Chemical Applications of Multi-Dimensional Moving Least Squares Fitting Methods for Hypersurfaces

A. Kawano, Y. Guo, and D. L. Thompson,*
University of Missouri
      and
A. F. Wagner and M. Minkoff
Argonne National Laboratory

Interpolating moving least-squares (IMLS) methods are an accurate and reliable way for generating hypersurfaces from sparse calculations of points on the surface. IMLS generalizes the mathematical underpinnings of the popular Modified Shepard method used in chemistry but, unlike that method, does not require computed derivatives or Hessians of the surface for an accurate fit. In past years, joint work at our two institutions showed how IMLS could be used to automatically fit potential energy surfaces (PES) in chemistry by directing electronic structure methods to performed calculations at IMLS-selected geometries. More recently, we have completed three projects. First we have for the first time carried out classical trajectories and computed kinetics properties (e.g., the energy-specific dissociation rate) on higher degree IMLS surfaces. With the proper choice of the fitting basis set, we demonstrate convergence of the computed dissociation rate of HOOH with as little as a few hundred ab initio points for the full 6D PES. Second, we dramatically improved the efficiency of IMLS by developing a flexible method to exclude remote points from the least squares fitting procedure IMLS requires for each surface evaluation. The number of included points varies according to the density of points in the local vicinity of the evaluation point. In the case of the 6D HOOH PES, on average more than 90% of the ab initio points can be excluded, resulting in a full order of magnitude reduction in time-to-solution. The third project is the installation of a general, “black box” version of the IMLS method on our website.** The user must supply the fitting basis functions, the criteria for excluding remote points, and the ab initio data set. The code will then supply value and, if requested, derivatives at any desired evaluation point. Future projects will be directed at improving efficiency by improved basis sets and exclusion methods, further reducing the density of the ab initio data set by incorporating ab initio derivatives, and by large scale PES applications in an automatic generation mode.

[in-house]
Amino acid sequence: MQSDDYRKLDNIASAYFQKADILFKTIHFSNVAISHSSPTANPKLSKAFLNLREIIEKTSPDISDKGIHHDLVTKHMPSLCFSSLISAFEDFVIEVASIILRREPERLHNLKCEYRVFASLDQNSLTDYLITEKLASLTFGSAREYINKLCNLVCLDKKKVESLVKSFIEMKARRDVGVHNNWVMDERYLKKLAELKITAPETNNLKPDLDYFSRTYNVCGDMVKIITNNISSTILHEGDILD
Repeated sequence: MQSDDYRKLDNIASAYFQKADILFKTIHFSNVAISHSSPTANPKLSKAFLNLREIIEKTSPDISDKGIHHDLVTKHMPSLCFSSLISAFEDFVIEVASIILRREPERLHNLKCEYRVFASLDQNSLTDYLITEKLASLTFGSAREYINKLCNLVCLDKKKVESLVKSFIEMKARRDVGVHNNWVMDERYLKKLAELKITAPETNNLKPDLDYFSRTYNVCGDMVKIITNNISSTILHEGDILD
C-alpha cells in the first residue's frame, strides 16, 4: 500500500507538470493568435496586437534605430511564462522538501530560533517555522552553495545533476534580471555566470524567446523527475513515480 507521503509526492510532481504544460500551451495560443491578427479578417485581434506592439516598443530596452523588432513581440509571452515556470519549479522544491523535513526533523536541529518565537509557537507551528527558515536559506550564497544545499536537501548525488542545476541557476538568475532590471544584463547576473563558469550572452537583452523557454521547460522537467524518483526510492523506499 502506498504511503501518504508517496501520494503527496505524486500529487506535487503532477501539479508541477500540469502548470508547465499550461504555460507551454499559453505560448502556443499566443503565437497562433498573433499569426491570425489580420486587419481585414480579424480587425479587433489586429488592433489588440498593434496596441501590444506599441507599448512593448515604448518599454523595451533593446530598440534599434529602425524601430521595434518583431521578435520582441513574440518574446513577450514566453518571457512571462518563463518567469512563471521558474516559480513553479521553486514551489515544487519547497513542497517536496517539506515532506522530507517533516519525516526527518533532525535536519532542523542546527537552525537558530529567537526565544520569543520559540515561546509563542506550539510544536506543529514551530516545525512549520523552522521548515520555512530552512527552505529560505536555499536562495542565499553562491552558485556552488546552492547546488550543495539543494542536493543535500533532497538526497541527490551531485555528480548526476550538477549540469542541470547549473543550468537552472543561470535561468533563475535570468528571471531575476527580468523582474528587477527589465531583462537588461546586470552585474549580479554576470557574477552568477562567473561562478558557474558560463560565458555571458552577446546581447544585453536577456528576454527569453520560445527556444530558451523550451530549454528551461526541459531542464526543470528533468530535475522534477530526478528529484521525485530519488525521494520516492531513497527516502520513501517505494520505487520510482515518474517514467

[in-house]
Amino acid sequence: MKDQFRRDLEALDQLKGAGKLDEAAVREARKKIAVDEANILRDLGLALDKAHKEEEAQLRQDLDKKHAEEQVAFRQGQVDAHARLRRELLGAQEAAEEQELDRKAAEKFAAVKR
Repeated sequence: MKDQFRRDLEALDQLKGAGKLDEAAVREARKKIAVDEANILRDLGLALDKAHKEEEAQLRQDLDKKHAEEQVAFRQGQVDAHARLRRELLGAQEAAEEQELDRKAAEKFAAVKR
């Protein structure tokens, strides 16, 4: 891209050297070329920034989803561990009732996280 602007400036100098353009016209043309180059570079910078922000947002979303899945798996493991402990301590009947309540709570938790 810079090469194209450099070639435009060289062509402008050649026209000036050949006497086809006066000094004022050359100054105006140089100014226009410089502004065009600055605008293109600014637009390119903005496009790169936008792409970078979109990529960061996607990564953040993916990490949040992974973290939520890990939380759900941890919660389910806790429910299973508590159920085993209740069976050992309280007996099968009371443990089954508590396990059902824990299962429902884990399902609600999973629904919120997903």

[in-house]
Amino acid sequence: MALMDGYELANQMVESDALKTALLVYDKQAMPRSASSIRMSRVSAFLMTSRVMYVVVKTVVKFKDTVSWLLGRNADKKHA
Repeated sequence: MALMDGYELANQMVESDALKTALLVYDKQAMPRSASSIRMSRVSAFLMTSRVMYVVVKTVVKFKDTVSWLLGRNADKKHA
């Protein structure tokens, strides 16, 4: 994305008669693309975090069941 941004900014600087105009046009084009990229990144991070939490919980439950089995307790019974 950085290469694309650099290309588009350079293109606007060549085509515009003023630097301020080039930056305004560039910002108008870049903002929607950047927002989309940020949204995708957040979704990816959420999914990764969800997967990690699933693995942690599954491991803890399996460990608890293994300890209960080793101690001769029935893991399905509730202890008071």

* Principal Investigator.
** http://www.chem.missouri.edu/thompson/SciDAC.html.